Journalisming in the Trump era is a study in confirmation bias. Journalists decided Trump was evil, and then went out looking for evidence to prove it. But when you start with a faulty premise (Orange Man Bad!) it affects how and where you look for evidence. By only looking for evidence that Trump is evil, they ignored or dismissed evidence to the contrary.
Meanwhile, from Ken Stern over at Vanity, Vanity, All Is Vanity Fair:
It was a brief, shining moment for congressional Democrats: As details of Trump’s Ukrainian phone call spilled out, and as House Democrats revved the impeachment engine, early polls evidenced strong support for removing Donald Trump from office. Though much of that support came from Democrats, critically, it also came from Independents: A late October Gallup poll put Independents in favor of removing Trump from office at 53% to 44%, and a Morning Consult poll in early November revealed an even greater gap, 49% to 34%, in favor of removal.
That early enthusiasm represented a potential bonanza for the Democrats, albeit a surprising one. Independents tend to be moderate and pay less attention to newsbreaks and politics, and are an unlikely group to suddenly surge in support of a precipitous step like impeachment. Independents are also one of the keys, if not the key, to the 2020 elections. According to Gallup, self-identified Independents make up roughly 40% of the electorate. Many of these voters are closet partisans, reliably voting for one party or another, but enough of them—call it somewhere between 10% or 20%—are true “persuadables” or “movables” whose votes are up for grabs. Even a modest shift in allegiance among this group could determine the outcome next November.
Alas, for the Democrats, the promising numbers of late October and early November rapidly dissipated, and polling numbers have reverted to a level more consistent with long-term opinions on President Trump. In the latest Politico/Morning Consult poll, released on November 19, Independents opposed impeachment and removal from office 46% to 39%, a number close to the rolling averages of the last few weeks. It is notable that the poll was fielded after the first public impeachment hearings. Even the compelling testimony of witnesses like Marie Yovanovitch, the former U.S. ambassador to Ukraine, failed to move the needle on public opinion. That doesn’t mean further hearings won’t energize greater opposition to Trump, but it’s a little hard to imagine more effective testimony than that offered by Yovanovitch and some of her Foreign Service colleagues.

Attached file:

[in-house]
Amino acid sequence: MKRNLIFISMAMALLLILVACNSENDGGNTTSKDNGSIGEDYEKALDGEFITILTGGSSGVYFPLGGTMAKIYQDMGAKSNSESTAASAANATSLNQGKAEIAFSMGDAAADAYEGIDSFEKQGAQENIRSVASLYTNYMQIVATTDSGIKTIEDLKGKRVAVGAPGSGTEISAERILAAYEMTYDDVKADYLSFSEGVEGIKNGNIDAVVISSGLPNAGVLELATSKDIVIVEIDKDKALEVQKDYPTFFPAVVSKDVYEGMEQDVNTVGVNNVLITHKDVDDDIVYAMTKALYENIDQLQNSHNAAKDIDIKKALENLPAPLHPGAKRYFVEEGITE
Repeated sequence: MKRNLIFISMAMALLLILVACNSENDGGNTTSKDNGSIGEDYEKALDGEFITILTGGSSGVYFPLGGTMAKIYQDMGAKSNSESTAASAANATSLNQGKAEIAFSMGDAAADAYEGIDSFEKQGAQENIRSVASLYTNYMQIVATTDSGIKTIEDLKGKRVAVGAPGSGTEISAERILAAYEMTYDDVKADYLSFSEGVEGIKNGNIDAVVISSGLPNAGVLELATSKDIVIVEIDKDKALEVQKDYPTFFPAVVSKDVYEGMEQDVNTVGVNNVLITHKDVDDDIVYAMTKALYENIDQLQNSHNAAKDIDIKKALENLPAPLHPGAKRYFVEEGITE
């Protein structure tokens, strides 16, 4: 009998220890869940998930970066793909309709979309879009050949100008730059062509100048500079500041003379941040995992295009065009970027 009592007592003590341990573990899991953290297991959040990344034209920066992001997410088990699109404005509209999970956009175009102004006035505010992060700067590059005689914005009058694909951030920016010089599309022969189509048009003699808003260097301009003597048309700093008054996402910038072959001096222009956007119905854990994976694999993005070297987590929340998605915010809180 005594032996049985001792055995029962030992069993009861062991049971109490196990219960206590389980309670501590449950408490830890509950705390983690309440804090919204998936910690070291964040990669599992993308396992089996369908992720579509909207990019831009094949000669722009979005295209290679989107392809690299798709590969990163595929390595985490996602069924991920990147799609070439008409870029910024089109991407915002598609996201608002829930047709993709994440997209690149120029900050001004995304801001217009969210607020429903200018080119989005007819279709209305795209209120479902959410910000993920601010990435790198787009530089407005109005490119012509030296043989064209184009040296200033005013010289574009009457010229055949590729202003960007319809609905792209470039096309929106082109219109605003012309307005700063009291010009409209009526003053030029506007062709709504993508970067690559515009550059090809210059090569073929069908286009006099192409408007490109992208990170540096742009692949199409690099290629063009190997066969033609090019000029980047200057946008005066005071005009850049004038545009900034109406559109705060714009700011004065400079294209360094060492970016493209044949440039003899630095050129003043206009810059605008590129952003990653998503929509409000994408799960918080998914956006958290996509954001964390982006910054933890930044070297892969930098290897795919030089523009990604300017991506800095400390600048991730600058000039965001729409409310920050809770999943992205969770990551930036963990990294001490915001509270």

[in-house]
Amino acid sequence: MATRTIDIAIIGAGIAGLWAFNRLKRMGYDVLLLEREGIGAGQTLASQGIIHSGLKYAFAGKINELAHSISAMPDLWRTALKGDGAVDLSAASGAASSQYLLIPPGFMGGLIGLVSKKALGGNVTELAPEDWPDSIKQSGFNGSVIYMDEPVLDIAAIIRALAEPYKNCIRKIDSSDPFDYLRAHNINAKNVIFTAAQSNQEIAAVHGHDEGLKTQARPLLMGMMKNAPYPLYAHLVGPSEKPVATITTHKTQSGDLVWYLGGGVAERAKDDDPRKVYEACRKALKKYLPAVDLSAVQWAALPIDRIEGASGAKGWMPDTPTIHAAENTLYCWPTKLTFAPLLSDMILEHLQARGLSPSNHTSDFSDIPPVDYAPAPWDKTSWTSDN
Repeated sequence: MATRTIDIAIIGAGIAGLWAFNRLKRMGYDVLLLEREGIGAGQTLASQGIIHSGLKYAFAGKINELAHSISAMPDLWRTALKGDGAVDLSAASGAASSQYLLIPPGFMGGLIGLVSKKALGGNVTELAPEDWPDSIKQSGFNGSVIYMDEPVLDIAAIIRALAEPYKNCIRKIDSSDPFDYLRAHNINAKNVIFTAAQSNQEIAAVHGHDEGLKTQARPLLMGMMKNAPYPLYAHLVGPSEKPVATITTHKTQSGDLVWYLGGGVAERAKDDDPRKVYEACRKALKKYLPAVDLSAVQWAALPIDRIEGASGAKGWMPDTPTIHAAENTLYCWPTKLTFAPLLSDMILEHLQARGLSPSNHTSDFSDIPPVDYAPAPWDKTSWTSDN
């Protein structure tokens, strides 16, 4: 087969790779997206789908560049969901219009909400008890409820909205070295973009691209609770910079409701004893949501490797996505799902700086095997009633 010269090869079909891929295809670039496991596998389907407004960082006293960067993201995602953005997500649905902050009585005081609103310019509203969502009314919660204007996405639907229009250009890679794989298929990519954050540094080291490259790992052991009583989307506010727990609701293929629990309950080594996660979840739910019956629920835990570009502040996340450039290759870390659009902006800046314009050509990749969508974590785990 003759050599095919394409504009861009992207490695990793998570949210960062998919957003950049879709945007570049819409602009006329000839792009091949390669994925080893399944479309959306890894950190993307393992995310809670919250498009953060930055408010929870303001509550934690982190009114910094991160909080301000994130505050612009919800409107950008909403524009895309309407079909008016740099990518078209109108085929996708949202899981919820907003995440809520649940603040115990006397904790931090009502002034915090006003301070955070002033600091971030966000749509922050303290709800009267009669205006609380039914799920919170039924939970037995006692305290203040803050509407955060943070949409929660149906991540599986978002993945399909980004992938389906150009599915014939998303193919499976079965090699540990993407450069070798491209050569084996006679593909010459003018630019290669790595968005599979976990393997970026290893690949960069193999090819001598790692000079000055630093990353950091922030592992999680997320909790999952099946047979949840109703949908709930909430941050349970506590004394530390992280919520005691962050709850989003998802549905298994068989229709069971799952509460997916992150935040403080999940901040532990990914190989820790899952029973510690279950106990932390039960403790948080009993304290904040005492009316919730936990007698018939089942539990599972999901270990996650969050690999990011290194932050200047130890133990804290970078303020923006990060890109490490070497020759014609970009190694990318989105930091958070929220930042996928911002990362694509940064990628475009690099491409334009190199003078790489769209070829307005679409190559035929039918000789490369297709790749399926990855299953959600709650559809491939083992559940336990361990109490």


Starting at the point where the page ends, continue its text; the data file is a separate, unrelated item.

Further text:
To understand the relative lack of enthusiasm among Independents for impeachment, I took a close look at data from the most recent Politico/Morning Consult tracking poll, a poll in which the Hive had the opportunity to propose questions focused on Independents and their views. The data, along with supplementary interviews, illustrates an electorate that believes the impeachment inquiry is connected to the priorities of politicians and the media—not of ordinary voters—and an electorate confused and dispirited by the nonstop parade of Washington scandals.
How many times in recent years have the Democrats come up with a witness or six that they say is credible and compelling, but when the witness is questioned by anyone except the friendliest of investigators they are nor compelling or credible?
The Democrats typically start these scandals with a full court press by the media. The initial narratives might seem compelling, but eventually the things the Left ignored or covered up begin to leak out.
Ask independents for their opinions when the Democrats are at their high-water mark on a story and you’ll get one answer. Come back to a couple weeks when the truth has begun to come out and you’ll get a different one.
Third, as other reporting has suggested, Independents suffer from scandal fatigue and overall confusion. They agreed with the statement “[It is] difficult to tell all the investigations in Washington apart” by a roughly two-to-one margin. (Even Democrats concur by a substantial, if somewhat smaller, margin). This no doubt reflects a successful Trump strategy to sow confusion and spread blame. By constantly charging others with acting badly and by creating such a long litany of disputable acts, Trump has in effect led many voters to dismiss the whole mess as the type of bad thing that all politicians do. Confusion has been aggravated by a rating-seeking media, whose credibility has been undermined by the fact that some cable hosts and their guests have consistently predicated, with astonishing stubbornness and inaccuracy, that the next scandal will be the one that topples Trump. It may be that the Democrats finally have the best facts against Trump, and the clearest story line of all. But they face a segment of the public that is jaundiced by what has gone on before.
All of these so-called Trump scandals have one thing in common, and that one thing is nothing.
As in, “The Democrats got nothing on Trump.” or “The investigation revealed nothing incriminating.” Or, my personal favorite: “Nothing can stop Trump in 2020.”